She swallowed and clasped her hands together behind her back. "I would prefer to reschedule."
"I already initiated the inspection in the county computer system." He tilted his head and slid the pen back behind his ear. Cut short on the sides, his hair was longer on top and combed to one side in a straight thick wave. He looked like the preppy version of a kick-ass marine.
"Can't we please reschedule? There might be one or two small issues I still need to address." Her voice had taken on an unattractive plaintive tone. She hated asking anyone for help, especially him.
"Look, I can always enter a provisional report if I find something that needs fixin'. That way you'll know exactly what you need to do to pass on our reschedule." A sympathy-infused drawl replaced his earlier Yankee-like impatience.
Dangit, that was ... unexpected. Nice of him, if she wanted to give credit where it was due. Yet she hesitated with ingrained suspicion where he was concerned. "Okay. I suppose that would actually be helpful."
He turned back to his truck and hauled a tool bag over his shoulder. The discordant tink of metal against metal sounded with his every step. She brushed her hands over the back of her shorts and wondered if she had time to change out of her frumpy paint-splattered T-shirt and into the demure business skirt and heels Jessica had helped pick out for her.
She led him through the front door. Somehow, the cavernous two-story foyer seemed smaller with him standing at the foot of the staircase.
"You mind if I freshen up?" She was already five steps up and climbing.
He made notations on his clipboard, not sparing her a glance. "I don't require a babysitter, Ms. Hancock."
No way was she letting him loose unsupervised in her house. She ripped the ponytail holder out of her hair and ran a brush through the thick dark mass. Looking longingly at the black pencil skirt hanging on the door of her closet, she brushed her teeth and sprayed on some citrusy body spray. Color flushed her cheeks, and her eyes were slightly pink and glazed. She sharpened her focus, narrowing her gaze, but then ruined the effect with a spontaneous giggle. Geez, she was screwed.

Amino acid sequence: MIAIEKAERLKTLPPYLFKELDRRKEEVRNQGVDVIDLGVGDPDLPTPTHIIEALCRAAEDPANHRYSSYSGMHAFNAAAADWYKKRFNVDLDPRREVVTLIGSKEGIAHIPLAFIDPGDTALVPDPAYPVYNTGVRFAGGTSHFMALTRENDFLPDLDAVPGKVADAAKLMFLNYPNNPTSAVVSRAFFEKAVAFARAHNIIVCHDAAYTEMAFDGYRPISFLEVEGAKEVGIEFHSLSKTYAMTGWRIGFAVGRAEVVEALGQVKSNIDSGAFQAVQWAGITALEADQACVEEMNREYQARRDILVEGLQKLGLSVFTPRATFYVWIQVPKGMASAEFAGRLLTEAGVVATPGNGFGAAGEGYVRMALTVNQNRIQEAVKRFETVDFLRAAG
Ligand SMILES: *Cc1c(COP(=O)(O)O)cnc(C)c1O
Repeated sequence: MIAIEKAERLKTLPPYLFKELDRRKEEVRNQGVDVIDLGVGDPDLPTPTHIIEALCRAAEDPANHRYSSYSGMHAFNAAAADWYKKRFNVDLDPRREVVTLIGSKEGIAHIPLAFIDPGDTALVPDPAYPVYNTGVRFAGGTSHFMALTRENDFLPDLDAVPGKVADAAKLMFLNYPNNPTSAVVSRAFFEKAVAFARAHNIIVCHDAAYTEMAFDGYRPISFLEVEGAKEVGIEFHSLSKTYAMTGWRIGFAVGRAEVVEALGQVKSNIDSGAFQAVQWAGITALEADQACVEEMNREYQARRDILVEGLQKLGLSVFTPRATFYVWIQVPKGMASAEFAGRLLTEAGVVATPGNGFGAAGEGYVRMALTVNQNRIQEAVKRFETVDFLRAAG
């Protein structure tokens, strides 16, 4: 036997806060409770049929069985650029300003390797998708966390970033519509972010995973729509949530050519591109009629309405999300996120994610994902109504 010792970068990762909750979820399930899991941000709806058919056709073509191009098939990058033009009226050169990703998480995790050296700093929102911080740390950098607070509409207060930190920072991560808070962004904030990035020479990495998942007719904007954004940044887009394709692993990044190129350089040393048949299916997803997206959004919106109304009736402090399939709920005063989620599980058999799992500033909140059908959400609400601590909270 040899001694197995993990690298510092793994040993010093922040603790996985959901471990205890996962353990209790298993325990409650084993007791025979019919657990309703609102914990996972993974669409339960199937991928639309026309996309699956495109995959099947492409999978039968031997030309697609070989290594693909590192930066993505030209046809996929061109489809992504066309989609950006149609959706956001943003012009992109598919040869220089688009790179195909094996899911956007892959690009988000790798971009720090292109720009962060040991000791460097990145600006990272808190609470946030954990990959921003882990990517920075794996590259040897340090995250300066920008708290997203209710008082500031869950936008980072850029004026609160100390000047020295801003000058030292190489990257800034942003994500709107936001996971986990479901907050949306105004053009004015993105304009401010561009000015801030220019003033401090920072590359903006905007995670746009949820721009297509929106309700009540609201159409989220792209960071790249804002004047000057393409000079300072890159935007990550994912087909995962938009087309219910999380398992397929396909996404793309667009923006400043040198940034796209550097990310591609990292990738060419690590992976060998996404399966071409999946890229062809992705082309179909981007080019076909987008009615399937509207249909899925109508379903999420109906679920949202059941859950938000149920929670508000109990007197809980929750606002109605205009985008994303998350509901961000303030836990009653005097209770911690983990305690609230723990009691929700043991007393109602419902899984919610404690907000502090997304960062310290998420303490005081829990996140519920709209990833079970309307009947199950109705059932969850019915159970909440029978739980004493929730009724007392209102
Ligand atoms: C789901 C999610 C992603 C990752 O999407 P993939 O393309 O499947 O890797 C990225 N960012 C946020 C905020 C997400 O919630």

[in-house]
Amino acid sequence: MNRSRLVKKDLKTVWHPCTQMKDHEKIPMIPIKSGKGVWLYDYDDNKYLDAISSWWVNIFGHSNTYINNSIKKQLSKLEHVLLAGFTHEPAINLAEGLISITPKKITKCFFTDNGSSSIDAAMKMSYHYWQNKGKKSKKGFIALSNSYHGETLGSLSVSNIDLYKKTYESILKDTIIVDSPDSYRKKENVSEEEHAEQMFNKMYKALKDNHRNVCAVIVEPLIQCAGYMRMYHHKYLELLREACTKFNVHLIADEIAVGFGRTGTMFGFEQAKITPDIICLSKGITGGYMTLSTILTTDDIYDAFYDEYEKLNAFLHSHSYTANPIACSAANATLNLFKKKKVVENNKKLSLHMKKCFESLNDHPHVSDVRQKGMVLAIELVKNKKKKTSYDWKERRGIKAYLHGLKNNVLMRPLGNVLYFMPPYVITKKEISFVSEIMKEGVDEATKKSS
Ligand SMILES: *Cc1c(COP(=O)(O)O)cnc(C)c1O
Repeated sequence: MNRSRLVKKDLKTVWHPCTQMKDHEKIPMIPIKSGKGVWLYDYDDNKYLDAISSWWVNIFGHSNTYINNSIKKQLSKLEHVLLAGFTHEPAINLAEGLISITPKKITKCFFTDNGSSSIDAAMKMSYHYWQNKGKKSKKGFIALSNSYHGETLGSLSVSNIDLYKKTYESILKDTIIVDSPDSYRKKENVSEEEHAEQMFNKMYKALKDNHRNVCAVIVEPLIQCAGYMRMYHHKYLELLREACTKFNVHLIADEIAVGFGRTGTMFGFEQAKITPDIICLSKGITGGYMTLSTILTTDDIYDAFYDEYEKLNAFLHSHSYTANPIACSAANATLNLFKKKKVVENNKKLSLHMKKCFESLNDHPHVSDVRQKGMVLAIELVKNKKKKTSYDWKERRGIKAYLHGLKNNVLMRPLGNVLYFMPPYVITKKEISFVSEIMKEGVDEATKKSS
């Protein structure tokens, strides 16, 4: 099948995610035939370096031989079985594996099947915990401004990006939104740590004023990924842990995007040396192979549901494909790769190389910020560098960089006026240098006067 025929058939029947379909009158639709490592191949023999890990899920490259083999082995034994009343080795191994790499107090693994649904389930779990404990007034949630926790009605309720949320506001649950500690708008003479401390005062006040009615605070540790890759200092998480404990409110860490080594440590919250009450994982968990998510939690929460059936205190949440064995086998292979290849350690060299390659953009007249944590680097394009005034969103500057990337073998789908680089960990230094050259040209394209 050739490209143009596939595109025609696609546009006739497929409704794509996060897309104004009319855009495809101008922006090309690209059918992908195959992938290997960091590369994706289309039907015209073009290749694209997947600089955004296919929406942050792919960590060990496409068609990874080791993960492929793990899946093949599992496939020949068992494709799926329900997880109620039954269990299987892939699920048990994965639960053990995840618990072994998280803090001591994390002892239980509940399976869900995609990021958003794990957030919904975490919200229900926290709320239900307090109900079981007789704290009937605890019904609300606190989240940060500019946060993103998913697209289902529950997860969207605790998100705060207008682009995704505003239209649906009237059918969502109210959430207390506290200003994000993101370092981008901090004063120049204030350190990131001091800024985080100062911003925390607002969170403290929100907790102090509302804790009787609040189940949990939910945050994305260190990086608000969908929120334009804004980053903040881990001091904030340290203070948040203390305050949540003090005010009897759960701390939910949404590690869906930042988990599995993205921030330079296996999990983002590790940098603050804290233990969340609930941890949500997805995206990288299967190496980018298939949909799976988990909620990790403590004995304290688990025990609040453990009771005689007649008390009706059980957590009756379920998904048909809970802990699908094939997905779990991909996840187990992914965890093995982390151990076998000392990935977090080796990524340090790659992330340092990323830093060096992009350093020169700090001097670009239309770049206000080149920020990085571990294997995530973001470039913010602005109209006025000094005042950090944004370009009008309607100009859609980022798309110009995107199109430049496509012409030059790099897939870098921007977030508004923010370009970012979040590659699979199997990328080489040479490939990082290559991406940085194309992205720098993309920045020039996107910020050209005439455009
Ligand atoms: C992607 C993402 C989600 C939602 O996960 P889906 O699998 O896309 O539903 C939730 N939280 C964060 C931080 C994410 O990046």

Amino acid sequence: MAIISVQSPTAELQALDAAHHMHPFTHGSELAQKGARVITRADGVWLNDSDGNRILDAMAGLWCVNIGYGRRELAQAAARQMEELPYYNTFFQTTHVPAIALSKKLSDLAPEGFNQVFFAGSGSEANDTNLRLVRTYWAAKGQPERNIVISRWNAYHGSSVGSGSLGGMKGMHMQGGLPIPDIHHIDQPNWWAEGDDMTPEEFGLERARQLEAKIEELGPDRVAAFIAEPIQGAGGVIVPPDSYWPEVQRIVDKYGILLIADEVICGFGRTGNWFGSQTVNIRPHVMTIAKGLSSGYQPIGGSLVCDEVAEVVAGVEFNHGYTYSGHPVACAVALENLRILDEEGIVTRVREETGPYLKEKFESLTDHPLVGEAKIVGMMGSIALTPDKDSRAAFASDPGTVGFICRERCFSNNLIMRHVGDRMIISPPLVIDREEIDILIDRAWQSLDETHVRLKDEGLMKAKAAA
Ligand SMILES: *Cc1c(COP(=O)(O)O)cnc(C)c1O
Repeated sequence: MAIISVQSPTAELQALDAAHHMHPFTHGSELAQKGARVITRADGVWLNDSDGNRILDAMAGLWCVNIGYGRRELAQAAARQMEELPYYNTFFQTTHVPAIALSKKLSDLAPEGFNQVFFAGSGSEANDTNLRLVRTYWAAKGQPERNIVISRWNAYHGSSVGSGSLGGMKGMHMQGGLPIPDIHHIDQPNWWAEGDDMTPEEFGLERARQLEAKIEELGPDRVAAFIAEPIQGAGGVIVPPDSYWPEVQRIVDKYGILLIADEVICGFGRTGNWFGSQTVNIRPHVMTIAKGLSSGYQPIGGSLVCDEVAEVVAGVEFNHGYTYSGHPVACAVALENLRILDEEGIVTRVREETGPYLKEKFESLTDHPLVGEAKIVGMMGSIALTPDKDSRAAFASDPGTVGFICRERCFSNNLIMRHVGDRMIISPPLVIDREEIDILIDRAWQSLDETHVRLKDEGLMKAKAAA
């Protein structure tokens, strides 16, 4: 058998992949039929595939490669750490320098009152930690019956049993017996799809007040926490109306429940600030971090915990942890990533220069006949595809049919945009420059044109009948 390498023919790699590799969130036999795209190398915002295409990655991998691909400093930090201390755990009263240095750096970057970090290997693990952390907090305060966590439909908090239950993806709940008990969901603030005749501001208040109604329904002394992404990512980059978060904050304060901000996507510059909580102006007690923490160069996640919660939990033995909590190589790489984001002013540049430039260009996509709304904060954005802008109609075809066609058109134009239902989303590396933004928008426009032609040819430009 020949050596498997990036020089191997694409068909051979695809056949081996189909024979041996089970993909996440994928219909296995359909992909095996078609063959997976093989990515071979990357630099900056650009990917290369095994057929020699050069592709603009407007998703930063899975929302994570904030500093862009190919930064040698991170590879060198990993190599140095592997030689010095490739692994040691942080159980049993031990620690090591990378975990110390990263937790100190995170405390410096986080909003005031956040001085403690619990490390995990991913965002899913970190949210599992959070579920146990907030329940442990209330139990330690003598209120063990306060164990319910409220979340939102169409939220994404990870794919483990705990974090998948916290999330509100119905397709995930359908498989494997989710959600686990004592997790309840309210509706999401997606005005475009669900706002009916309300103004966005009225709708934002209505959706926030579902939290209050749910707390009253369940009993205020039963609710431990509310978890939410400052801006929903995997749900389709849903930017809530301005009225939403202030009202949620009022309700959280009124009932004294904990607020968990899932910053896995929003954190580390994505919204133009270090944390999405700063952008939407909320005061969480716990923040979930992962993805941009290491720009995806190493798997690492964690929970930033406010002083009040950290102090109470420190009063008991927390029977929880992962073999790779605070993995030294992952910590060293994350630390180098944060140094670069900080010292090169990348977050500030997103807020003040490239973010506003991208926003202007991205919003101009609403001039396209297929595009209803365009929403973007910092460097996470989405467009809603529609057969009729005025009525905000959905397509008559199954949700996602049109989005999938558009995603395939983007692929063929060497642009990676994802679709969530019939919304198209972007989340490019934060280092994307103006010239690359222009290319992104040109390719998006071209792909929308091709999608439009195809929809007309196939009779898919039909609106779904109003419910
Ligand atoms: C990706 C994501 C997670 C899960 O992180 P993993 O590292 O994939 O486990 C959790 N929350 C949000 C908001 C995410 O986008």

As she reached the bottom of the stairs, she slowed to regulate her breathing. Beeps came from the living room. She tiptoed to the door and peeked in, not sure what she expected to catch Alec doing. Deliberately cutting wires while twirling a fake mustache and laughing maniacally?
Instead, she found him bent over a desk testing an outlet, his pants pulled snugly over the curve of his butt. Good Lord, it was outstanding. Buzzes and beeps from his equipment filled the silence. She moved closer. He straightened to make even more notations on the clipboard, and his glute flexed.
He looked up, his gaze meeting hers before trailing down her body and back up. Probably he was cataloguing all the deficiencies — her shortness, her sparkly purple toenails, and her decade-old oversized No Doubt–concert T-shirt — but her body thrummed with an inconvenient awareness.
Now — years later and sober — she wondered what would he be like in bed? Quick and a little bit rough but hotter than a wildfire? Or had he learned to take things slow?
Curiosity drew her another step closer to him. This time her gaze travelled an exploratory path down his body. A body that had aged little since college. He was the quintessential quarterback — tall and lean, but with broad shoulders and muscular legs. Yet, he did look immeasurably older. He'd shed the party-boy image he'd cultivated at Bama. But, there was something else. Something around his eyes that made him look older than his thirty-one years. Whatever it was incited a strange urge to hug him.
Before her marijuana-addled brain could act on the compulsion, she asked in a singsong voice, "So, how's it going?"
"Fine." He returned his attention to his clipboard, making notations in little boxes.
She wanted to touch him, feel the answering warmth in his body, wanted to push him back against the desk, press her softness against his hardness, muss his hair with her fingers.
What in the hell was wrong with her?
It had been too long since she'd gotten any action — even a kiss on a cheek. He possessed a virile, warm body with the correct appendages. Having any man who wasn't blood-related in her house would probably kick her libido into overdrive.
Excerpted from Melting Into You by Laura Trentham. Copyright © 2015 Laura Trentham. Excerpted by permission of St. Martin's Press.